She is a single mother. She is the leader of the largest team in the Making Strides Against Breast Cancer walk. Laura Renegar is also a survivor of one the worst forms of breast cancer, triple negative.She was diagnosed one week before a speaking engagement during the wrap-up party for the Making Strides walk in 2011 (she was involved with the organization well before her own diagnosis). When she found the lump in her breast, she knew it was cancer, because her mother lost her battle with the disease in 1996. “I wasn’t surprised when they told me I had breast cancer,” she says. “I was surprised it was triple negative. I was nervous because it only responds to chemo once. If you get cancer again, well, you’re out of luck.”Renegar couldn’t break the news during the speaking engagement. These were all people she knew personally through the walk and didn’t know if she’d make it through the speech. She wrote a letter to be read in her place and said by the end, everyone in the room was crying.“They all thought, ‘She’s the team leader, and if it can happen to her, it can happen to anyone,’” says Renegar. Her journey was a particularly difficult one, as both her breasts and ovaries were removed and she still required four rounds of chemotherapy. “Not only did I have to lose my breasts and hair, but I was being forced into early menopause,” says Renegar. “It was the ultimate attack on my girliness.” Through her five surgeries and four rounds of chemotherapy, she still managed speaking engagements with Making Strides and the American Cancer Society. She began volunteering with breast cancer nonprofits to honor her mother, and she didn’t want to let this stop her. “Through my hacking days, through my bald days, I was still speaking,” she says. “I powered through, like all women do.” In October that year, Renegar walked with her team in the Making Strides event. With 185 walkers, their largest team yet, they raised $26,000 for the nonprofit.“I had incredible support,” she says. “I had people rally around me that I would’ve never expected to. That and my faith got me through it; there was lots of prayer. I don’t know how people do it without those things. I never could have.”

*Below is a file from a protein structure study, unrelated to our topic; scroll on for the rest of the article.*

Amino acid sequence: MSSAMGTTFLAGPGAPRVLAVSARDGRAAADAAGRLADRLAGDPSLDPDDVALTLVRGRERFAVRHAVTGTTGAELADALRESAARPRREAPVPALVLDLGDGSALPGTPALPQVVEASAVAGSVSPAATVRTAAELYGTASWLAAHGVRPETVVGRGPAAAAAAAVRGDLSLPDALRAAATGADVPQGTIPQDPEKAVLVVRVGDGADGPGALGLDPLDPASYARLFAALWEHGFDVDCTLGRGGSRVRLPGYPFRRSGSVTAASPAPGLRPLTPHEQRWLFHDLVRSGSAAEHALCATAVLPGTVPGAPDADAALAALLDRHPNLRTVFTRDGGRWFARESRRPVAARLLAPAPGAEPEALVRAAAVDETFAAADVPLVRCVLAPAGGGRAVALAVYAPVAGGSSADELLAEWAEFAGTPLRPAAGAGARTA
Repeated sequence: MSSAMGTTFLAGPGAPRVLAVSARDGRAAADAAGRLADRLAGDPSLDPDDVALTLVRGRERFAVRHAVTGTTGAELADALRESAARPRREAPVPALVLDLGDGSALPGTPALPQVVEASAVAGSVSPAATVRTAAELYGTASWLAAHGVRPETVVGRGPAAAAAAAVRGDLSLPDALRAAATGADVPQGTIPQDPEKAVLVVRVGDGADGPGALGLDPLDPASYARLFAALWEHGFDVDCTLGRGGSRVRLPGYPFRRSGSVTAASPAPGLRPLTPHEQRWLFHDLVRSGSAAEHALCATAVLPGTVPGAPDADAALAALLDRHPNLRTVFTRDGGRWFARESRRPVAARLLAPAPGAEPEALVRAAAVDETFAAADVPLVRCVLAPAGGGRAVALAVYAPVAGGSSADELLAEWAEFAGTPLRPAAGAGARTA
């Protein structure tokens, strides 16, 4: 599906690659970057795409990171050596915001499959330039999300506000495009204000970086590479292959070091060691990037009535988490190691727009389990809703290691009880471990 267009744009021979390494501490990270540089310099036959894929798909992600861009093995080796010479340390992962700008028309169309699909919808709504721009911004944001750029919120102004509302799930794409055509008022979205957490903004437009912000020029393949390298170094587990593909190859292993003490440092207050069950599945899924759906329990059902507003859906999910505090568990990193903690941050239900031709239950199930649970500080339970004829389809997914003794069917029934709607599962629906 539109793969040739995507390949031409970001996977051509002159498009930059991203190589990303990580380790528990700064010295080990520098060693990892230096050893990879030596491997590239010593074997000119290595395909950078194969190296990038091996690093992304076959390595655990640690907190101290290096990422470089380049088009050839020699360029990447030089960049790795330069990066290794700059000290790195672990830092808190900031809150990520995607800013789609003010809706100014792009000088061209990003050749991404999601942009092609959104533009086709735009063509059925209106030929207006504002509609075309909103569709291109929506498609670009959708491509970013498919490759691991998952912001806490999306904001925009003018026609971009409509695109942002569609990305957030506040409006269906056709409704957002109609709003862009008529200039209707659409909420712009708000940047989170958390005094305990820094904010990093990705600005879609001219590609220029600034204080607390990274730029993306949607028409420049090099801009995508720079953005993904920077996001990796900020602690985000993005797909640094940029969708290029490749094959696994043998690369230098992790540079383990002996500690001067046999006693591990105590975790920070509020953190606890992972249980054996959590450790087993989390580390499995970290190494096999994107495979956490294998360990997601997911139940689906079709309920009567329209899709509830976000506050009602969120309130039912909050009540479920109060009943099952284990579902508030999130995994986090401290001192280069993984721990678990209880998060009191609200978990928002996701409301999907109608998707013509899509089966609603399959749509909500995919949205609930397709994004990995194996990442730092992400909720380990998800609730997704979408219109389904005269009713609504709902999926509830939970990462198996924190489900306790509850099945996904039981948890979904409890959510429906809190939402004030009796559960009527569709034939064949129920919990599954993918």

In May 2009, Cheryl Patterson was in her radiologist’s office, seated and braced for bad news. When he told her the tests for breast cancer were positive, she actually got up and began to leave the room.“I thought he meant that I didn’t have cancer,” she says. “You hear the word positive and you think it’s a good thing.”As a reverend at Myers Park Baptist Church, she had supported many women during their battles with cancer and said the territory felt somewhat familiar to her. She just never thought it would be her having to brace for the fight.“As a follower of Jesus, I have dedicated myself to a life of nonviolence and love,” says Patterson. “To use violent words to describe what I was going to have to do – ‘fight’ and ‘battle’ – just seemed very unnatural for me.” It was her breast cancer navigator, Kay Lackey with Presbyterian Healthcare, who explained to her what stage 4 or late-stage cancer meant.“When Kay told me I was stage 4, I said, ‘Well, I don’t feel like stage 4,’” says Patterson. “That’s how I’ve operated ever since. It’s just a number. I never told anyone what stage I was in; I didn’t want them to focus on it.”Through two years of chemotherapy, a mastectomy and radiation, Patterson says she “inherited a new group of friends,” which enabled her to make it through the treatment.“These people – your oncologist, your family doctor, your plastic surgeon, your navigator – have to be your friends,” she says. “They have to be your partners in this journey to make it to the other side.”Patterson’s journey through cancer became a literal one when she walked the Camino de Santiago, or the Way of Saint James, a 500-mile path through Spain. After reflecting on her life pre-cancer, she wondered what was left that she needed to do. “The answer came so quickly that I was both surprised and certain that it would become a part of my healing process,” says Patterson. “I needed to take a spiritual journey, and the Camino de Santiago is one that pilgrims of all faiths and backgrounds have traversed for over a thousand years.”With the help of her medical team and supportive friends who joined her, Patterson was able to walk 500 miles in 37 days. The last two weeks of her journey, she walked alone, thinking about the journey she had been on, reflecting on the one she was on now and wondering what may lie ahead.